Trees poke through snow at the edge of a boreal forest
Trees poke through snow at the edge of a boreal forest. Such forests cover enough area to rival tropical forests, but until now, they have been historically under surveyed. Credit: Oksana_Gracheva/iStock/Getty Images Plus

Boreal forests run through Canada, Russia, and Scandinavia and represent about a third of Earth’s forested area. Worldwide levels of carbon dioxide fluctuate with the growth and decay of this vast band of trees.

Yet unlike with these forests’ tropical cousins, scientists struggle to collect data on boreal forests. Ground fieldwork is difficult in the remote regions ringing the Arctic Circle, airborne surveys are currently unavailable for large portions of Eurasia’s boreal forests, and survey instruments soon to be operational on the International Space Station will be completely out of range.

But now, scientists can survey boreal forests at higher resolution than ever before. The key to this ability is a technique called spaceborne stereogrammetry.

“Stereogrammetry works similarly to how our eyes see,” said lead research author Paul Montesano, a scientist at NASA Goddard Space Flight Center in Greenbelt, Md. If you look at your hand and close one eye, then the other, you’ll notice that your hand appears to shift from side to side. That’s because each of your eyes sees the world from a slightly different angle, and they rely on your brain to compile both images in postproduction.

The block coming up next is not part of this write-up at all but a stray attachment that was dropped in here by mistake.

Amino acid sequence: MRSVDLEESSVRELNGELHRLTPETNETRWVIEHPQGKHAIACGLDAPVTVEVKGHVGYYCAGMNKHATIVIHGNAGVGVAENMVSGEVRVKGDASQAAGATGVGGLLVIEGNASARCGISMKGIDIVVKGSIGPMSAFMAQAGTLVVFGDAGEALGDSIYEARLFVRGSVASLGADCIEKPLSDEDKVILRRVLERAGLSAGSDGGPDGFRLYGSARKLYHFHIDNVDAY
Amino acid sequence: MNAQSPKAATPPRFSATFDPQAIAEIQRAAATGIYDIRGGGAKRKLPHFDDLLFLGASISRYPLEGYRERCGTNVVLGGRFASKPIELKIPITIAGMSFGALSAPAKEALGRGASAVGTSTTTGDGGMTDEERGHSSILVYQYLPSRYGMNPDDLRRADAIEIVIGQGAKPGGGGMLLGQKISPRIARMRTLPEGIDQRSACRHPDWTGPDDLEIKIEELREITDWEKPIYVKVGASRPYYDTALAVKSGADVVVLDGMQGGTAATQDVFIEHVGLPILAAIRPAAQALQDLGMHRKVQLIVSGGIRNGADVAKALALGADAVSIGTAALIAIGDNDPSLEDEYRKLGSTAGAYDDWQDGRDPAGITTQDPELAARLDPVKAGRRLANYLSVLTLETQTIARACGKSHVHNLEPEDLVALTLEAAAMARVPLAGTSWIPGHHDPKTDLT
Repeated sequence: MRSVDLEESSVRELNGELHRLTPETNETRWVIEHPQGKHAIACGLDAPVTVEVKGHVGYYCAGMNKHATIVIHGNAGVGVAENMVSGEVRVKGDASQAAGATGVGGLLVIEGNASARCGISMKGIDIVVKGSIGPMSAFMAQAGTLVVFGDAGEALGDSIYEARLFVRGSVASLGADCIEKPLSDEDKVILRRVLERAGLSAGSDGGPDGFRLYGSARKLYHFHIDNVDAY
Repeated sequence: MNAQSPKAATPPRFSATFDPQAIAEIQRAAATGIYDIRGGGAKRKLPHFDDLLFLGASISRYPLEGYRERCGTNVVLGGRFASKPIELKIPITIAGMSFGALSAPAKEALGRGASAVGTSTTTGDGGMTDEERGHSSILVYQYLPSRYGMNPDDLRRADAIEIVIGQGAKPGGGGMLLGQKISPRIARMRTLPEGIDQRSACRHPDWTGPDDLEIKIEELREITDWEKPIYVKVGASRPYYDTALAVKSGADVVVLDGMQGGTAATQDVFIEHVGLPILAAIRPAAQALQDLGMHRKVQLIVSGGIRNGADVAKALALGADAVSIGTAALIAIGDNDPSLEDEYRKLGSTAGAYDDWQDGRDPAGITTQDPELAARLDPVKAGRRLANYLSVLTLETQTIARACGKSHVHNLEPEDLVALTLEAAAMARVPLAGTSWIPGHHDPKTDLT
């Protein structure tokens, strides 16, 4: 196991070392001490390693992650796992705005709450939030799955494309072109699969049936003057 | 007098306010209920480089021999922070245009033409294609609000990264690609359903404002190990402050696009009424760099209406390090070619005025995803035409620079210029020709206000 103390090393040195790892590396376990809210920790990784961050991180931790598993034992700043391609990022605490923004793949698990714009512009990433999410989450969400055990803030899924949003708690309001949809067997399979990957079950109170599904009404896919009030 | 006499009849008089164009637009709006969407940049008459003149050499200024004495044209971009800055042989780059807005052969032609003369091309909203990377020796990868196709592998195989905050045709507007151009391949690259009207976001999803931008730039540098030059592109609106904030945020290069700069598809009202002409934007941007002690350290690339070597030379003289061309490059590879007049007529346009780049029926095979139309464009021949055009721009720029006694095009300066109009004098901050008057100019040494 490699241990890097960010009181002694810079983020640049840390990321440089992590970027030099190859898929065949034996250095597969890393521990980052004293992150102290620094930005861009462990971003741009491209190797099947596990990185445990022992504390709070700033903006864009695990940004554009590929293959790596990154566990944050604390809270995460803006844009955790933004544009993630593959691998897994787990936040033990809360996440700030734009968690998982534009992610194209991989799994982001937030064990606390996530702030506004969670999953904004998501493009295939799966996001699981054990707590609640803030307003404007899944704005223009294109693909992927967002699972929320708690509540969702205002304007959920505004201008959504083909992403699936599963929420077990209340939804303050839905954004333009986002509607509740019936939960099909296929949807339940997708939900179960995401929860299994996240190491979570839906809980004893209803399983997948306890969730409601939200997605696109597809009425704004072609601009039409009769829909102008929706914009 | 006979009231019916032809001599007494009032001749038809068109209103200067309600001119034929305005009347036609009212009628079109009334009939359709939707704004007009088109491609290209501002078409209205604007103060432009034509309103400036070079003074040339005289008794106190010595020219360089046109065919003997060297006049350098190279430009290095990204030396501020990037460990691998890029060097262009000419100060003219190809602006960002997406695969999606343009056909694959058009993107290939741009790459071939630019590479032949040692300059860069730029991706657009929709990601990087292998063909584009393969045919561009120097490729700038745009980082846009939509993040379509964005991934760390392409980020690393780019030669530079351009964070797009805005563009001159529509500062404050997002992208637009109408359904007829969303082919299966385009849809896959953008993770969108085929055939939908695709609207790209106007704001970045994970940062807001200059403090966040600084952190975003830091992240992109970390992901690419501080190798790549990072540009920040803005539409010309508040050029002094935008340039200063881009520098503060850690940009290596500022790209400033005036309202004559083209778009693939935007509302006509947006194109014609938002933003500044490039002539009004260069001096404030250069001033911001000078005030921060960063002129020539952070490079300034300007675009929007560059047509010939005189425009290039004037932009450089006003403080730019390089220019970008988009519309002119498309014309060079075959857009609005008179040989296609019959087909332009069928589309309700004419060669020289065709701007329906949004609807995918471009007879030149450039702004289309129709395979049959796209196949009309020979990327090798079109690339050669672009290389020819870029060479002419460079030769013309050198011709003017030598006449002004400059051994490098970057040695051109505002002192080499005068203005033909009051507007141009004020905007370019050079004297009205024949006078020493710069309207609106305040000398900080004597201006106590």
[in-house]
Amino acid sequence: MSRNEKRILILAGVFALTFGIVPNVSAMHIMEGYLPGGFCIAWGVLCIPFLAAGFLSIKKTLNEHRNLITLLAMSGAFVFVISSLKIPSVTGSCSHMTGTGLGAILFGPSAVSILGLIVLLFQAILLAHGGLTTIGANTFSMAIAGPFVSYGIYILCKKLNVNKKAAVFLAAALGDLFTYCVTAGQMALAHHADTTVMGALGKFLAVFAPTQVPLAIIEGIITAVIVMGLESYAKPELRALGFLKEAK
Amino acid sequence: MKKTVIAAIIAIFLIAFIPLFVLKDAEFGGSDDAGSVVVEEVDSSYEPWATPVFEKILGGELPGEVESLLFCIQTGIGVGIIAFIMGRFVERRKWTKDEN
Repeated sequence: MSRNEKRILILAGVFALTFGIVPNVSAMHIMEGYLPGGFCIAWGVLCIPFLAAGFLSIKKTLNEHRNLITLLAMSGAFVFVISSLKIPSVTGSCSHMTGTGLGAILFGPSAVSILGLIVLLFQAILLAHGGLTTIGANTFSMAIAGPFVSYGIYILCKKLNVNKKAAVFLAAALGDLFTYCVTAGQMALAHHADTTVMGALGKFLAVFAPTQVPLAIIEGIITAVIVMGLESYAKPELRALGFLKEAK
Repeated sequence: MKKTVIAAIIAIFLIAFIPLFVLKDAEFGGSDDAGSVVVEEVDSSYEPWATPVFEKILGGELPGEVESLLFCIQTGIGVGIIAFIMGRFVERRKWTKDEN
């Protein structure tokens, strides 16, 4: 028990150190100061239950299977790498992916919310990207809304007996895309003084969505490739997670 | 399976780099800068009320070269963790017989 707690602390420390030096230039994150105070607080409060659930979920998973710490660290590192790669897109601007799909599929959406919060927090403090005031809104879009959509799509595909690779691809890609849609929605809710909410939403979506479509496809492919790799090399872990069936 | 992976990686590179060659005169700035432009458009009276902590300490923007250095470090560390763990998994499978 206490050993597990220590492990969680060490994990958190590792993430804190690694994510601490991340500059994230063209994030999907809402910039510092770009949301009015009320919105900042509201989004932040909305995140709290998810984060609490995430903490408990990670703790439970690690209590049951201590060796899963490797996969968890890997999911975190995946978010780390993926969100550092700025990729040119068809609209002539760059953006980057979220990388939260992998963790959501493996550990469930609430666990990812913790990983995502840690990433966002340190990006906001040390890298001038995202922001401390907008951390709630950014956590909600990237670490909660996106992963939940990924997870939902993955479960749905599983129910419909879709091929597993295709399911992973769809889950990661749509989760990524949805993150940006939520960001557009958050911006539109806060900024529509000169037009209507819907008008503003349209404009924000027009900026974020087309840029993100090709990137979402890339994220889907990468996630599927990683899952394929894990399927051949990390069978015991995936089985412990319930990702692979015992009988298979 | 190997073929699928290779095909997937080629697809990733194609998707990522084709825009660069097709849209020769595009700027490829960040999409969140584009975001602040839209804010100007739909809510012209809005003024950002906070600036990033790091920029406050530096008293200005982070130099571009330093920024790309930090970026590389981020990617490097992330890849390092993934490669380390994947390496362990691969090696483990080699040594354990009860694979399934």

Likewise, stereogrammetry takes two flat images of an object from different angles, then combines them into one 3-D rendering. This technology allows researchers to assess the topography of the tree canopy and of the ground below and thus the height of the tree in between.

Researchers can collect detailed images of the sparse perimeter of boreal forests—a biome boundary that is at the leading edge of changing climate.

Although the technique can be used anywhere, it’s a potential boon for studies of boreal forest structure, particularly forest height, Montesano explained. The researchers discovered that by taking certain key steps in data collection, they can collect detailed images of the sparse perimeter of boreal forests—“a biome boundary that is at the leading edge of changing climate,” Montesano said.

The trick, however, is finding the data taken over the same northern location from two different perspectives.

Thanks to imagery collected from Landsat 7, Landsat 8, and DigitalGlobe satellites, Montesano and his team now have these data. Montesano presented the group’s recent and ongoing research Monday at the American Geophysical Union’s 2017 Fall Meeting in New Orleans, La.

Studying the Boreal Region from Space  

Satellites act as scientists’ eyes in the sky as they orbit the globe. For example, Landsat data provides the spatial patterns of tree cover across the entire circumpolar region. But for stereogrammetry, scientists turn to the DigitalGlobe satellites, which orbit Earth 16 times a day. DigitalGlobe takes two photos of the same patch of ground with each pass—one as it heads toward the site and one looking back after it has passed the site.

The researchers then analyze terabytes of satellite data using NASA Goddard’s computing suite called the Advanced Data Analytics Platform (ADAPT). From this, they can calculate tree heights at the edge of the forest.

But how accurate is the technique? Researchers used stereogrammetry to estimate tree heights at the border of a forest in Siberia, and in Tanana Valley, Alaska. They then compared their results against existing ground and lidar surveys of tree heights and found good agreement.